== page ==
Sound Designer Ben Burtt, probably most famous for creating the sounds of the lightsabers from Star Wars, and the crack of Indiana Jones’ whip, moved from LucasFilm to Pixar a few years ago and headed up Sound Design on WALL•E. Have a read of this Q&A below with Burtt with thanks to the folks at Disney•Pixar.
am sure I approached the same, as I always would have because of my past experience. The idea always is to create the sense of a soul with the character with sound. You are given sounds or a few words and the aim is to create the feeling that these are talking machines. You could have imposed a human voice on to the robots and audiences would have accepted that. But with Wall-E it was important to give the sound an aspect of being a machine. So I went about that task, my assignment was to create voices for the characters and audition them to Andrew. He had about 10 minutes of the opening of the movie with sketches and storyboards and said it was a little peek of what he was trying to get. I was there from the beginning, which is the best thing. I am sure that when I started that they did not know that they were going to make his film – they were still having trials and one of the hurdles to jump was to get the voices.
When Andrew first showed me the maybe 10 minutes or so of the storyboards cut together, and the opening of the movie, it had some music and some sound effects in it. That was kind of a way of enticing me into understanding the project. It was that opening song, the vocal in that song that appealed to me in a way that I sort of connected that with the Wall-e character. There’s a feeling about that, so to some extent maybe the pitch of the voice started out that way, that kind of innocent feeling that was a thread that I picked up on in that. As I’ve said, we went through lots of experiments trying Wall-e as just motor sounds only, some that there were beeps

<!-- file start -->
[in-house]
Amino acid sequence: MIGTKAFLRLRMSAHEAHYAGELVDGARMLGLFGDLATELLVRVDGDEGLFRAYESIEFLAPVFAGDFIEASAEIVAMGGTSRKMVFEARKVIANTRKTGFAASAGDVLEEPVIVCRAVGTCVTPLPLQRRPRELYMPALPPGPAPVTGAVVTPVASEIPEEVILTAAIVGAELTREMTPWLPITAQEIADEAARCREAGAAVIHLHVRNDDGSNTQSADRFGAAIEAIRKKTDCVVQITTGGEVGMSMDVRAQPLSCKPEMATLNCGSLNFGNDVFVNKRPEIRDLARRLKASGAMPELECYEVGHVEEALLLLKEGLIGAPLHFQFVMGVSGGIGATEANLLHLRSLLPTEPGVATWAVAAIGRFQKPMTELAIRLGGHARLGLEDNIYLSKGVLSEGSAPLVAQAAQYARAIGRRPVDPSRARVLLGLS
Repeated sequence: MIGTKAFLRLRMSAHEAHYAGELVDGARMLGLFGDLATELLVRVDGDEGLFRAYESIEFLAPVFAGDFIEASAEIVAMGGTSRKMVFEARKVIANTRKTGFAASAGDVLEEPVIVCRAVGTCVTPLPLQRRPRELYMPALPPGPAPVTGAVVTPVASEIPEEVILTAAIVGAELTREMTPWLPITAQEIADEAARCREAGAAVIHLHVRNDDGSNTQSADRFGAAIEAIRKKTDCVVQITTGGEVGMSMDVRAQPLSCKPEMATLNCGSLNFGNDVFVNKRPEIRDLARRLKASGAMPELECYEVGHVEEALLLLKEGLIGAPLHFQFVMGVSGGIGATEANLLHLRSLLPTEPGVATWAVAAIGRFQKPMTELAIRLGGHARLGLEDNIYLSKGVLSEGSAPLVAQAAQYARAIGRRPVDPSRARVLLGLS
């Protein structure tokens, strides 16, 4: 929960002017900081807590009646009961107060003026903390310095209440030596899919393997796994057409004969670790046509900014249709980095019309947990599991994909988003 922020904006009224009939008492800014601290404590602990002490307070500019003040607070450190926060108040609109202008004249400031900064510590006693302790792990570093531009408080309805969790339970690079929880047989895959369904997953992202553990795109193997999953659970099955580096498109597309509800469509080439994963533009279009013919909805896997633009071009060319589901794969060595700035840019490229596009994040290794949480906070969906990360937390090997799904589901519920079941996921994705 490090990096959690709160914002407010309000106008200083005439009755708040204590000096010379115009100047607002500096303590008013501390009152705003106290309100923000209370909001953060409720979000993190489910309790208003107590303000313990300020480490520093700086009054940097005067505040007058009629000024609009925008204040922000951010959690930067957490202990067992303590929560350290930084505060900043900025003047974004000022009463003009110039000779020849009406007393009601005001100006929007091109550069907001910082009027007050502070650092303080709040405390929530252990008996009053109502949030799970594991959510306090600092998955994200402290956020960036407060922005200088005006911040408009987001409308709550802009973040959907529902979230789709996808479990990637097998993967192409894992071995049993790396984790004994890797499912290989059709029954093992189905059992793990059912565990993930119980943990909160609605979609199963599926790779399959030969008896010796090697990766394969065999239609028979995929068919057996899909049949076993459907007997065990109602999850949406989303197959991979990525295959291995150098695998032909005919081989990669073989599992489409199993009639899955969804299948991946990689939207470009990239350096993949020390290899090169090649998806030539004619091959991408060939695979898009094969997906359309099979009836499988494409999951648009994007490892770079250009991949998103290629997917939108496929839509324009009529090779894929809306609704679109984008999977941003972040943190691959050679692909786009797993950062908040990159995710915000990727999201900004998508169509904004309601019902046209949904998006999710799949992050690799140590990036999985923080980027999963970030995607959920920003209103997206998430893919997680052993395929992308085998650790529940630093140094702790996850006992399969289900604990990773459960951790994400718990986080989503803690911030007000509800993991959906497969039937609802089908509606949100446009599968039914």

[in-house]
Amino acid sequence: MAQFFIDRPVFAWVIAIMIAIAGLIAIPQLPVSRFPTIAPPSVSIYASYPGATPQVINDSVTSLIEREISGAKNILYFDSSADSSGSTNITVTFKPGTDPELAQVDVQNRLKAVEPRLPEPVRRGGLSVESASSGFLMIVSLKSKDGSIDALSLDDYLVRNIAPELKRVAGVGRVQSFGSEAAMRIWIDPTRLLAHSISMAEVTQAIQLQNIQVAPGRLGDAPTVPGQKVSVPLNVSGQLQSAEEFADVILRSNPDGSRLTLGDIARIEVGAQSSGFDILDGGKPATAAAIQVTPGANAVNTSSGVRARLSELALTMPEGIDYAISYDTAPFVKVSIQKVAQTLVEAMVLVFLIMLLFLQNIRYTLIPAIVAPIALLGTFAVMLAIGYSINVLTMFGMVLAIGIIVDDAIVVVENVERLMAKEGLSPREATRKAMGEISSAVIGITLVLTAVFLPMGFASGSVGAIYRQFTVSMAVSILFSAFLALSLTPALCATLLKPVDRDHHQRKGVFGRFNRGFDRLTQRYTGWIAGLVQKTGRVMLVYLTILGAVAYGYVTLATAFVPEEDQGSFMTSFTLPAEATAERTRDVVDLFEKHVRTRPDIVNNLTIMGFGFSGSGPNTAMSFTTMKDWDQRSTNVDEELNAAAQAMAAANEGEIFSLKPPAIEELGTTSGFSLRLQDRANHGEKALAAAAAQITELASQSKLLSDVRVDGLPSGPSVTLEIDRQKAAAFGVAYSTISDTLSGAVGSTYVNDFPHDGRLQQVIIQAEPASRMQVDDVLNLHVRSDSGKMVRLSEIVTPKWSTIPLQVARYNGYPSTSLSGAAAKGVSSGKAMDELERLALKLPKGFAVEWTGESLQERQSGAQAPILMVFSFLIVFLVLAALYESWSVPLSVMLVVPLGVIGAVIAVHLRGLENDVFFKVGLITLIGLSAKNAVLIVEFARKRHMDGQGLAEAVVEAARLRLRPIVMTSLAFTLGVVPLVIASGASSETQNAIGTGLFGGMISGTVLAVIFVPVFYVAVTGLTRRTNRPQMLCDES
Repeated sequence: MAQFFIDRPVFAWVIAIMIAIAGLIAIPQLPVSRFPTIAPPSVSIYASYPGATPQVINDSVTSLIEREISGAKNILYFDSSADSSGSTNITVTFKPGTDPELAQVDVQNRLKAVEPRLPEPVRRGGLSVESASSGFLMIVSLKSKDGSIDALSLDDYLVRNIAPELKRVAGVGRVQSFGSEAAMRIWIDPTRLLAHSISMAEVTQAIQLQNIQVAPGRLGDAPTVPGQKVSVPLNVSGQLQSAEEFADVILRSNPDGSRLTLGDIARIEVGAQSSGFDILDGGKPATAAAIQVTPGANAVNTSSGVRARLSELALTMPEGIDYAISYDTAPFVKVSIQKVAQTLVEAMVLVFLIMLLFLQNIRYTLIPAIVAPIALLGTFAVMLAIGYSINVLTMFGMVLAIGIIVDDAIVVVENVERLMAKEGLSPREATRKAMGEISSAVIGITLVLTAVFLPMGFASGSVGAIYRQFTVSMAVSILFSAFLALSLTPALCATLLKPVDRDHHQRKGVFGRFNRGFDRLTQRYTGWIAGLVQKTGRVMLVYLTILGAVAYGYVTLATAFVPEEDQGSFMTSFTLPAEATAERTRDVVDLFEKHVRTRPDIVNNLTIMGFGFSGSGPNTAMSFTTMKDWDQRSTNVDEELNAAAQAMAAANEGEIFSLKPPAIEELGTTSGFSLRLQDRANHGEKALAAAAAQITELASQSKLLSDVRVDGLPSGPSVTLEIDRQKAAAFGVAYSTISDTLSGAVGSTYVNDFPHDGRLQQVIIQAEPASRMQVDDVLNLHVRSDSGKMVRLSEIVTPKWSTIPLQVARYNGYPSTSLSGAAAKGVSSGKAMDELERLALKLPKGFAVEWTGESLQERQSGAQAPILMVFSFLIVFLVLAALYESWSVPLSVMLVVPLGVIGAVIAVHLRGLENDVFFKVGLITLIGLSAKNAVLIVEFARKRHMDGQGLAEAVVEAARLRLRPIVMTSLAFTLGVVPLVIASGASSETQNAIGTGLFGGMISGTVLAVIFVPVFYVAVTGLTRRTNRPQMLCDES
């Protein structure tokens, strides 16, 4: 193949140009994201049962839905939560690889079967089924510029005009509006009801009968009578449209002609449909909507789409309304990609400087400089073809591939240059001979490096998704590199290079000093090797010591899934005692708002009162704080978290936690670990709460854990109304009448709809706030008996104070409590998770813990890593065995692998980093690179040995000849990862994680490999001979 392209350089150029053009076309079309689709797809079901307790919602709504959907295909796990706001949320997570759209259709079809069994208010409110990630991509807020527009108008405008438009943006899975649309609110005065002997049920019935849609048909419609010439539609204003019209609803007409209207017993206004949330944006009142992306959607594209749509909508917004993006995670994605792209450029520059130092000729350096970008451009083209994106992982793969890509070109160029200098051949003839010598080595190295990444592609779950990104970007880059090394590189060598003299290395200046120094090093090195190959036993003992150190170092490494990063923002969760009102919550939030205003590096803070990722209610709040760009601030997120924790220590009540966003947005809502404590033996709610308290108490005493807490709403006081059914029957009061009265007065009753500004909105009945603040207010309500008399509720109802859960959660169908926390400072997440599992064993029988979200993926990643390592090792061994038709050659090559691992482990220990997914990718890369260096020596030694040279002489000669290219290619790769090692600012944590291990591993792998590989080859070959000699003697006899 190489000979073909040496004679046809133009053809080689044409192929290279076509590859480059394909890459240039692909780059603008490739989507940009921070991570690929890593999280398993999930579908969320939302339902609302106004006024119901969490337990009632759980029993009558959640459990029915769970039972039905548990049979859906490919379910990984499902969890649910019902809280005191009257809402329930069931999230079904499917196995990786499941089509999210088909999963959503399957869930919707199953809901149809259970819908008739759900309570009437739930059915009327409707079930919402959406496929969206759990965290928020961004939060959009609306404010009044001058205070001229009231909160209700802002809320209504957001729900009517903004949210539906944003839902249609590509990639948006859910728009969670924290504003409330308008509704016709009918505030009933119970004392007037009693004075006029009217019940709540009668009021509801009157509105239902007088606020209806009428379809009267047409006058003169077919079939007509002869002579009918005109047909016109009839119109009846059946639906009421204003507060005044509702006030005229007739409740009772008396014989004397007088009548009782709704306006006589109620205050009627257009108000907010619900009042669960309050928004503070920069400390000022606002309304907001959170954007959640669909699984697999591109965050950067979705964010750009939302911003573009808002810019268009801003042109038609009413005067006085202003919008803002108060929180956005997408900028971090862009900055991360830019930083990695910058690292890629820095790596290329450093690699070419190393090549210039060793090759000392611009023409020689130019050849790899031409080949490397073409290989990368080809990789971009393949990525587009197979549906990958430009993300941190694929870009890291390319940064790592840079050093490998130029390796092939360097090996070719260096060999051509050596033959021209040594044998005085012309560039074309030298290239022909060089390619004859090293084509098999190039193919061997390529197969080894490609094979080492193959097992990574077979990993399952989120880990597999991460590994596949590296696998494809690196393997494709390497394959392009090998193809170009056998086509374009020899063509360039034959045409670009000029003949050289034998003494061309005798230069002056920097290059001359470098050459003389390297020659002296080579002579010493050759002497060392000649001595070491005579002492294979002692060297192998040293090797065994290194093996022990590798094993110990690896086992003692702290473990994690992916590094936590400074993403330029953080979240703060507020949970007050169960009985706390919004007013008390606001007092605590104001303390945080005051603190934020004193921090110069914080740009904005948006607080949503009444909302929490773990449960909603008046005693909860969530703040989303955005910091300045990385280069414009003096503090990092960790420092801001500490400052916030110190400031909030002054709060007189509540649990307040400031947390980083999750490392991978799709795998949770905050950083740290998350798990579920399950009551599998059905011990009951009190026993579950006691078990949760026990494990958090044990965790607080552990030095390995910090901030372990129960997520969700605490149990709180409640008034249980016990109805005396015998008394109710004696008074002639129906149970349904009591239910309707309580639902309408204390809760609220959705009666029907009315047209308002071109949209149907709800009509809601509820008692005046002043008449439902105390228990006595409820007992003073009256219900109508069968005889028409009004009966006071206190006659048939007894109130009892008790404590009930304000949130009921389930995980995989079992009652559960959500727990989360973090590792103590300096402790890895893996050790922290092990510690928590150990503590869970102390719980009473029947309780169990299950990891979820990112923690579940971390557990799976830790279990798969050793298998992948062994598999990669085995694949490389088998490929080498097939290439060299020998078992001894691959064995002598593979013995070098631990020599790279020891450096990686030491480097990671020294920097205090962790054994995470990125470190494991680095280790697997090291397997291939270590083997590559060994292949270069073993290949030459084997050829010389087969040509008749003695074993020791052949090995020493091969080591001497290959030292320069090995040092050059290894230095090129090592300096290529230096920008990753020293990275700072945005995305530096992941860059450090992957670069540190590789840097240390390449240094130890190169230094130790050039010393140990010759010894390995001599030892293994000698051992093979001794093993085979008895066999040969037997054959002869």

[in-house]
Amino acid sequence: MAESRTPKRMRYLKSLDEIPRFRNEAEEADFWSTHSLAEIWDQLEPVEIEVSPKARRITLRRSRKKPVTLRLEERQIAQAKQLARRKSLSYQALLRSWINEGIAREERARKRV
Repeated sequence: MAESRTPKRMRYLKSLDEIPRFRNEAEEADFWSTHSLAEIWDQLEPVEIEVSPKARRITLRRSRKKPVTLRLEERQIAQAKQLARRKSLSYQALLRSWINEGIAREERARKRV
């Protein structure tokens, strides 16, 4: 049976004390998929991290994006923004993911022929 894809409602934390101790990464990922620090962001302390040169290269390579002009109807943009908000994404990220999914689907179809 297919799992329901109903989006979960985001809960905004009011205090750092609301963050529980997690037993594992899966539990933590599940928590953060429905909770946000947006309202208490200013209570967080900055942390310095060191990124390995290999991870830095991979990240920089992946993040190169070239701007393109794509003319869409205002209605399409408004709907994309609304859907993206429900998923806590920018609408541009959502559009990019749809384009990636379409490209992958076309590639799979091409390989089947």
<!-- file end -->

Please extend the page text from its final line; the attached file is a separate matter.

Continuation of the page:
and whistles, a little bit more in the R2 realm. Although we extracted bits from all of those experiments, when it came down to some of the more expressive vocals it was a little bit in that tone, from that singing voice. I’m not sure why, there was obviously something very charming and appealing about that song. I couldn’t quite pin it down. I have always felt that the best way to get a robot voice is to have a human element and an electronic element and blend the two. So I worked out a circuit where I started with my voice and broke that down in the computer and then re-synthesized it. And the voice of EVE was done in a similar way. We used a woman at Pixar, who was named Elissa Knight. We started using her as a scratch track and once again, just like with me, once I ran it through the laborious computer process, we got results that we liked, and we felt we should keep it. For one sound I had heard a generator in a John Wayne movie called Island In The Sky. It was a generator they cranked and I thought I had to get one of those. I got one on E-bay that had not been unpacked since 1950. There are the sophisticated electronic things I do and like the generator there are things like the old days
of radio when you used props.
that are in films that are there for a legitimate reason come at a time when the film gets its attention, and it’s one of those fortuitous moments now, that element gives you a point of discussion and gives you that much more value, which to us as entertainers, that’s fantastic. It gives us an added dimension.
I’ve been on this film for three years, so the work was being embedded right from the beginning, sometimes we would do some sounds and then do an animation test to try those sounds out. Those kinds of opportunities are great. So of course I’m very proud of that, what film gives you a chance to do sound effects as well as key voices in the film. Maybe the only other big assignment would be to do a movie with no music and see where you could go……………I love the music of course. What you do as a sound designer is something like doing music you’re creating, sounds especially in a film like this, when you thinking what part of the story can those sounds play emotionally. Maybe they’re there to support credibility, to make these things seem real. That’s important, but it’s also great when you’re on an assignment and your director asks you for a motor that sounds cute, or wants more pathos in that servo. Those are not the questions you usually get when you’re rushing to get sound effects put in the movie.